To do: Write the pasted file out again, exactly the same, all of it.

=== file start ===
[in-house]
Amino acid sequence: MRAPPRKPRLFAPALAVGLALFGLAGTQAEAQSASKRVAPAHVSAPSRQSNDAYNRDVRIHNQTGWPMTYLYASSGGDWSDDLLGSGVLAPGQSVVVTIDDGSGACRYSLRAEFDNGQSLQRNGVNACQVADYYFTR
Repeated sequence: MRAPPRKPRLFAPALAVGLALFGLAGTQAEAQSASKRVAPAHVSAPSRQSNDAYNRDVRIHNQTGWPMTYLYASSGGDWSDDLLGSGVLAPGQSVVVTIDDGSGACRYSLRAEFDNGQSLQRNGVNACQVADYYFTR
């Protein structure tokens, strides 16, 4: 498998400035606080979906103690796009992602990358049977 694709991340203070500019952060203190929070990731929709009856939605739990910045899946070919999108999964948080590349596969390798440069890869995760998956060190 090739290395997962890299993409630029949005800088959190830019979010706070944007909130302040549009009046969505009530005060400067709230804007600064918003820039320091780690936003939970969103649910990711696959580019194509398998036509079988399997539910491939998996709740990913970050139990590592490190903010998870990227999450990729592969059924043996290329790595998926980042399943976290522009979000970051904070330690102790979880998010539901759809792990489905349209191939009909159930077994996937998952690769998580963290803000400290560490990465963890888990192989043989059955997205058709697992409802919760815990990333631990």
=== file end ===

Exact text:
[in-house]
Amino acid sequence: MRAPPRKPRLFAPALAVGLALFGLAGTQAEAQSASKRVAPAHVSAPSRQSNDAYNRDVRIHNQTGWPMTYLYASSGGDWSDDLLGSGVLAPGQSVVVTIDDGSGACRYSLRAEFDNGQSLQRNGVNACQVADYYFTR
Repeated sequence: MRAPPRKPRLFAPALAVGLALFGLAGTQAEAQSASKRVAPAHVSAPSRQSNDAYNRDVRIHNQTGWPMTYLYASSGGDWSDDLLGSGVLAPGQSVVVTIDDGSGACRYSLRAEFDNGQSLQRNGVNACQVADYYFTR
């Protein structure tokens, strides 16, 4: 498998400035606080979906103690796009992602990358049977 694709991340203070500019952060203190929070990731929709009856939605739990910045899946070919999108999964948080590349596969390798440069890869995760998956060190 090739290395997962890299993409630029949005800088959190830019979010706070944007909130302040549009009046969505009530005060400067709230804007600064918003820039320091780690936003939970969103649910990711696959580019194509398998036509079988399997539910491939998996709740990913970050139990590592490190903010998870990227999450990729592969059924043996290329790595998926980042399943976290522009979000970051904070330690102790979880998010539901759809792990489905349209191939009909159930077994996937998952690769998580963290803000400290560490990465963890888990192989043989059955997205058709697992409802919760815990990333631990």